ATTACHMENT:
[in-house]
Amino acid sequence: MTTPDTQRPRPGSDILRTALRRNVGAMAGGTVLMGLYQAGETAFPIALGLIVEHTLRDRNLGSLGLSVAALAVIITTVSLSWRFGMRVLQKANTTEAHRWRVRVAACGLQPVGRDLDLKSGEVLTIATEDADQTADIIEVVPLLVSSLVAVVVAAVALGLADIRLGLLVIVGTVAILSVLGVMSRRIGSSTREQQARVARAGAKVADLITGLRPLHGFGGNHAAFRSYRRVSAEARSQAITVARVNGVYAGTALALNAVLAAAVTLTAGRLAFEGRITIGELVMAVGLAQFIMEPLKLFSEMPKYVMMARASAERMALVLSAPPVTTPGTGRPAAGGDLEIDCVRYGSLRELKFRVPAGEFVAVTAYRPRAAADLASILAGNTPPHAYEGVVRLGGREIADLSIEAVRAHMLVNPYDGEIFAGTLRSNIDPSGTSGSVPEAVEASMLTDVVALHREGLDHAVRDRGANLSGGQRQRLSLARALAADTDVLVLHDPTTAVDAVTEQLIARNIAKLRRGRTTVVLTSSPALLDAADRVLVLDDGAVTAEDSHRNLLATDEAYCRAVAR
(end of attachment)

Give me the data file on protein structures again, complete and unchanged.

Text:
[in-house]
Amino acid sequence: MTTPDTQRPRPGSDILRTALRRNVGAMAGGTVLMGLYQAGETAFPIALGLIVEHTLRDRNLGSLGLSVAALAVIITTVSLSWRFGMRVLQKANTTEAHRWRVRVAACGLQPVGRDLDLKSGEVLTIATEDADQTADIIEVVPLLVSSLVAVVVAAVALGLADIRLGLLVIVGTVAILSVLGVMSRRIGSSTREQQARVARAGAKVADLITGLRPLHGFGGNHAAFRSYRRVSAEARSQAITVARVNGVYAGTALALNAVLAAAVTLTAGRLAFEGRITIGELVMAVGLAQFIMEPLKLFSEMPKYVMMARASAERMALVLSAPPVTTPGTGRPAAGGDLEIDCVRYGSLRELKFRVPAGEFVAVTAYRPRAAADLASILAGNTPPHAYEGVVRLGGREIADLSIEAVRAHMLVNPYDGEIFAGTLRSNIDPSGTSGSVPEAVEASMLTDVVALHREGLDHAVRDRGANLSGGQRQRLSLARALAADTDVLVLHDPTTAVDAVTEQLIARNIAKLRRGRTTVVLTSSPALLDAADRVLVLDDGAVTAEDSHRNLLATDEAYCRAVAR